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I came across this study this morning, and it boggles the mind.

Chronic radiation is defined as the radiation received slowly or in a low-dose-rate from various sources. It is completely different in nature to the acute gamma or neutron radiation generated from the atomic bomb explosions that occurred in Japan at the end of World War II. Tantalizing insights from people living in higher-than-normal background radiation areas in the world and from nuclear energy workers receiving excess radiation over long years have suggested that chronic radiation might paradoxically be beneficial to humans. However, in the absence of an epidemiological study, it has been impossible to conclude whether chronic radiation is harmless or indeed beneficial to human beings. Fortuitously, an incredible Co-60 contamination incident occurred in Taiwan 21 years ago, which provided the data necessary to demonstrate that chronic radiation is beneficial to human beings.

Chronic Radiation Is Beneficial to Human Beings by Yuan-Chi Luan

luan.chart

I hope I’ve been exposed to similarly beneficial radiation and or contaminants during my time here in Taiwan.

Last week, I encountered a dilemma of the sort that I’m really not qualified to deal with… and yet I had to. A new virus has been all over the news in Taiwan. To me, it doesn’t seem like much more than a particularly nasty flu, but a few children have already died from it. Some of the more excitable newscasters have even compared it with SARS. While I fully understand the need to effectively quarantine outbreaks, I felt that the media and the populace at large panicked to an undue degree during the SARS outbreak a few years ago.

One of my students’ schools closed her classes down for 10 days. She wasn’t sick herself; it was a precautionary measure. I hadn’t even been aware of this fact, until some of my other students’ parents started suggesting that we not let her come to my classes for a week and a half. I thought this was ridiculous. If they felt the risk was that high, they could keep their own kids at home. Barring any occurrence of conclusive symptoms in her, or a fever at the very least, it seemed unfair to bar her from my class.

Without my knowledge, the secretary called her parents and said something to the effect that all the parents would need to meet before the next class and decide what to do with her. Her parents mistook that to mean that we didn’t want her there, and decided to pull her completely. They were wounded at the idea that everyone thought of their daughter as a “disease carrier” or something to that effect. The speed at which these events happened was pretty shocking. Others seemed likely to pull their own kids if she weren’t kept out of the class. Virtually as soon as I knew anything was wrong at all, parents were taking sides and passions were flaring.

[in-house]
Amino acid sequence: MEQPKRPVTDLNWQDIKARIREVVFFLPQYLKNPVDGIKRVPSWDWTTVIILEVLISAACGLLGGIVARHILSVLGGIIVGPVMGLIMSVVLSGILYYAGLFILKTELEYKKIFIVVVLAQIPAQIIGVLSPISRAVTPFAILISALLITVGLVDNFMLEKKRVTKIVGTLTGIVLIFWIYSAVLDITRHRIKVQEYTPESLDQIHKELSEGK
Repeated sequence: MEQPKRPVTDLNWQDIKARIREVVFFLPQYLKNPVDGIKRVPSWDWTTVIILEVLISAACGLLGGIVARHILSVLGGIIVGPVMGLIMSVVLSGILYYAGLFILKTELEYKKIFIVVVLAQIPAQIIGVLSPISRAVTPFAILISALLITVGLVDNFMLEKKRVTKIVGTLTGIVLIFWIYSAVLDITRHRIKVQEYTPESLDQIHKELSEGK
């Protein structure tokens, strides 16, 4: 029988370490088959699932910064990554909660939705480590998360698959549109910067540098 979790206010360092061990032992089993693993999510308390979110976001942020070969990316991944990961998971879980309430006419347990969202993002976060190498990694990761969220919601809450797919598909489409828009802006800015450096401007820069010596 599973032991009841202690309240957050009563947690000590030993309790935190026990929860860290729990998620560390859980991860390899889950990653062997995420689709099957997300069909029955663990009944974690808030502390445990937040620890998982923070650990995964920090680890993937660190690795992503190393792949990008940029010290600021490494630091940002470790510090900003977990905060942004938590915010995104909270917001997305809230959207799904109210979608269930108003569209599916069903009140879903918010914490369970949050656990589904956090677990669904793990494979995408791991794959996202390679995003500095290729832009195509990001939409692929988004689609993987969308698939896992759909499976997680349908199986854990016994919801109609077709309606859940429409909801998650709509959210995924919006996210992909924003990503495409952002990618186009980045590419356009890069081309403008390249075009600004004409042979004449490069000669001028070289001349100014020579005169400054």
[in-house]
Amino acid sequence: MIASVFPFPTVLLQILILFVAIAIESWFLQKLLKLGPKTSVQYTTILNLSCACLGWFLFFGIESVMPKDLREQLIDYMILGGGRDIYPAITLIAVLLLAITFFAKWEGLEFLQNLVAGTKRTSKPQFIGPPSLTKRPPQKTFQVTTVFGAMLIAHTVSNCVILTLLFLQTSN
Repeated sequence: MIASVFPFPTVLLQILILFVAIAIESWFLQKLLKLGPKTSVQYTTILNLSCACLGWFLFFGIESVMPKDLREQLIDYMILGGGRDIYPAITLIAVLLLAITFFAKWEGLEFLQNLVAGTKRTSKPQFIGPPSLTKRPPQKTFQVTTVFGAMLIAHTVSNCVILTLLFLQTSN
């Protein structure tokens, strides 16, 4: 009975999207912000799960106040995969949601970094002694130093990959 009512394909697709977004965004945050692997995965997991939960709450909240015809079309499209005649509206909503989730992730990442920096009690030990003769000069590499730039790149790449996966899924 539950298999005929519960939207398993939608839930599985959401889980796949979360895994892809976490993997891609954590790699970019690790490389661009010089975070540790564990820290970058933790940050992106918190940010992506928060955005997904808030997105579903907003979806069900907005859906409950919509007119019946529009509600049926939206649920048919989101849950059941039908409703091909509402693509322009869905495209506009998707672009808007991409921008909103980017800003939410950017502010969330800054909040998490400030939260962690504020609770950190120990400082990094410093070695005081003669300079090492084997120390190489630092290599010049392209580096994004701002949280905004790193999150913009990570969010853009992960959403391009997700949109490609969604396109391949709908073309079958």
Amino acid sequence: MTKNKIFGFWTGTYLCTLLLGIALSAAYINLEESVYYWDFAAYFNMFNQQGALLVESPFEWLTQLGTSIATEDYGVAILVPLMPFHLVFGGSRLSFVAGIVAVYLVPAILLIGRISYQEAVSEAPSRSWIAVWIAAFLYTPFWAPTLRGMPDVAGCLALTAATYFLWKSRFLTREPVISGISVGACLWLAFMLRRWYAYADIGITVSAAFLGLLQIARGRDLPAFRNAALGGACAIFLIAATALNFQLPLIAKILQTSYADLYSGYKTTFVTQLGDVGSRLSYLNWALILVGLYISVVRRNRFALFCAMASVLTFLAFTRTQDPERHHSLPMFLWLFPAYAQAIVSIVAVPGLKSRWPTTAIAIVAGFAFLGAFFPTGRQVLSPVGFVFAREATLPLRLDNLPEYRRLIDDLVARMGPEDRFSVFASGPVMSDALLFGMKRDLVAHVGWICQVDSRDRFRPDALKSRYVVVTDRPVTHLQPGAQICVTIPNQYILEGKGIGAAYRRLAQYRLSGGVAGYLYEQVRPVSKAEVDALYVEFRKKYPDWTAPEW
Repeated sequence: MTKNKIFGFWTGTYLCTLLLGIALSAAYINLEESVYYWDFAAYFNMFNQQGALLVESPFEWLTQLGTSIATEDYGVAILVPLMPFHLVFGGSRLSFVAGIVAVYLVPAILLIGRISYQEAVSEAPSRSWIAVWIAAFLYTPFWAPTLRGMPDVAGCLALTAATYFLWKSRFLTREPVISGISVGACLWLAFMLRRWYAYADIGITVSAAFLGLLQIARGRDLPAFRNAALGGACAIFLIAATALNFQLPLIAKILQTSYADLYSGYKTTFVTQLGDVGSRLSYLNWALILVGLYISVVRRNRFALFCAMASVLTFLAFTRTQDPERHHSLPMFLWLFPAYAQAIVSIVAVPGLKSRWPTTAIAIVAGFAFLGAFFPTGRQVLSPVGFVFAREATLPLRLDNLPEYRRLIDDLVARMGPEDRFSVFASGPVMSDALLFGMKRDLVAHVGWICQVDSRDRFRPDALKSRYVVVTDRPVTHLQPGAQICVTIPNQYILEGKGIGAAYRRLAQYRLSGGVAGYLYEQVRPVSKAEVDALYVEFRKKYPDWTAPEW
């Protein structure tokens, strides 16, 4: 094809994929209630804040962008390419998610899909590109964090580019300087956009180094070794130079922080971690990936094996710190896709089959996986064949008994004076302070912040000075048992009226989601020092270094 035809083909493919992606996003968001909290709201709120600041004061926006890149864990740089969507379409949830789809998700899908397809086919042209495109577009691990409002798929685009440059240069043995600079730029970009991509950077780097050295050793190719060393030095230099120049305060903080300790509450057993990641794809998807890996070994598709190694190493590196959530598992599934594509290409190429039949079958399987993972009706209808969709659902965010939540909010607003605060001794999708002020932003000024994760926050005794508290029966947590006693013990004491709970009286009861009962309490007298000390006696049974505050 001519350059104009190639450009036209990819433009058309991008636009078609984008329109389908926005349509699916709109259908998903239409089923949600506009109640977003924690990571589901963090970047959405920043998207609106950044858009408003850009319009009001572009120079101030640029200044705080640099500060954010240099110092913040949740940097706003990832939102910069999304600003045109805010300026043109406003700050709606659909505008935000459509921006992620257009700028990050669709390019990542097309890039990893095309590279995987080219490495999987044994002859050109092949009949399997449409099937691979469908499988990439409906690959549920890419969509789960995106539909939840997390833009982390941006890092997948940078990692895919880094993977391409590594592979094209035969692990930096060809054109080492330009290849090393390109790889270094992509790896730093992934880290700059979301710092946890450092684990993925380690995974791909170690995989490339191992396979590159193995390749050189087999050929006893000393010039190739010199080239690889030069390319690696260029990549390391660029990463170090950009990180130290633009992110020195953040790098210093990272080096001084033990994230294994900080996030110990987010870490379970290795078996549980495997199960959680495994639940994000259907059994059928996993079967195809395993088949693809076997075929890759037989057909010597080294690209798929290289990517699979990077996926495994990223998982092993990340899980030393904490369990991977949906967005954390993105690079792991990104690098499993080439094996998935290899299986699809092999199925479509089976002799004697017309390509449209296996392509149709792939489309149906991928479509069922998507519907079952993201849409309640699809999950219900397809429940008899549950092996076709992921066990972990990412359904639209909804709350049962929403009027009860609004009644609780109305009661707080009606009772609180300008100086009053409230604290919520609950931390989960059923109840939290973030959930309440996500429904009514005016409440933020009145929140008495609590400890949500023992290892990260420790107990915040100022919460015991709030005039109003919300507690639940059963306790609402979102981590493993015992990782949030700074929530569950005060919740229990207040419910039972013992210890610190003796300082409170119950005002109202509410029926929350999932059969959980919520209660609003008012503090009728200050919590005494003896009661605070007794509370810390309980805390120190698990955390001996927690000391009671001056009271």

What a mess. In the end, a great deal of talking and smoothing of ruffled feathers (along with a drop in media coverage of this flu) smoothed everything out. We really should have a standard set of procedures to deal with this sort of problem.

This is the second part of The Enemies of Reason, in which Professor Dawkins interviewed various practitioners of pseudo-science. In this video, Dawkins focuses on the booming alternative health business:

It’s the hottest alternative health fad. It boasts and impressively vast and well-stocked medical cabinet; it’s endorsed by royalty and the stars, and is doing a booming trade in high street pharmacies. Five hundred million people world-wide claim to use it.

What is it? It’s a system for dosing up on a dilute solution of… water.

Related Posts: The Enemies of Reason: Richard Dawkins on Astrology

Milton Friedman, who passed away less than a year ago, was undoubtedly one of the greatest minds of our time.

Milton Friedman (July 31, 1912 – November 16, 2006) was an American Nobel Laureate economist and public intellectual. An advocate of laissez-faire capitalism, Friedman made major contributions to the fields of macroeconomics, microeconomics, economic history and statistics. In 1976, he was awarded the Nobel Prize in Economics for his achievements in the fields of consumption analysis, monetary history and theory and for his demonstration of the complexity of stabilization policy.[1]

According to The Economist, Friedman “was the most influential economist of the second half of the 20th century…possibly of all of it.”[2] Alan Greenspan stated “There are very few people over the generations who have ideas that are sufficiently original to materially alter the direction of civilization. Milton is one of those very few people.”[3] In his 1962 book Capitalism and Freedom, Friedman advocated minimizing the role of government in a free market as a means of creating political and social freedom.

Wikipedia: Milton Friedman

Friedman’s words about the War on Drugs are just as relevant today as they were two decades ago. Currently, America leads the entire world in prison population, both in total number, and on a per-capita basis.

The proper role of the government is to prevent other people from harming an individual. Government never has any right to interfere with an individual for that individual’s own good. The case for prohibiting drugs is exactly as strong and as weak as the case for prohibiting people from over eating.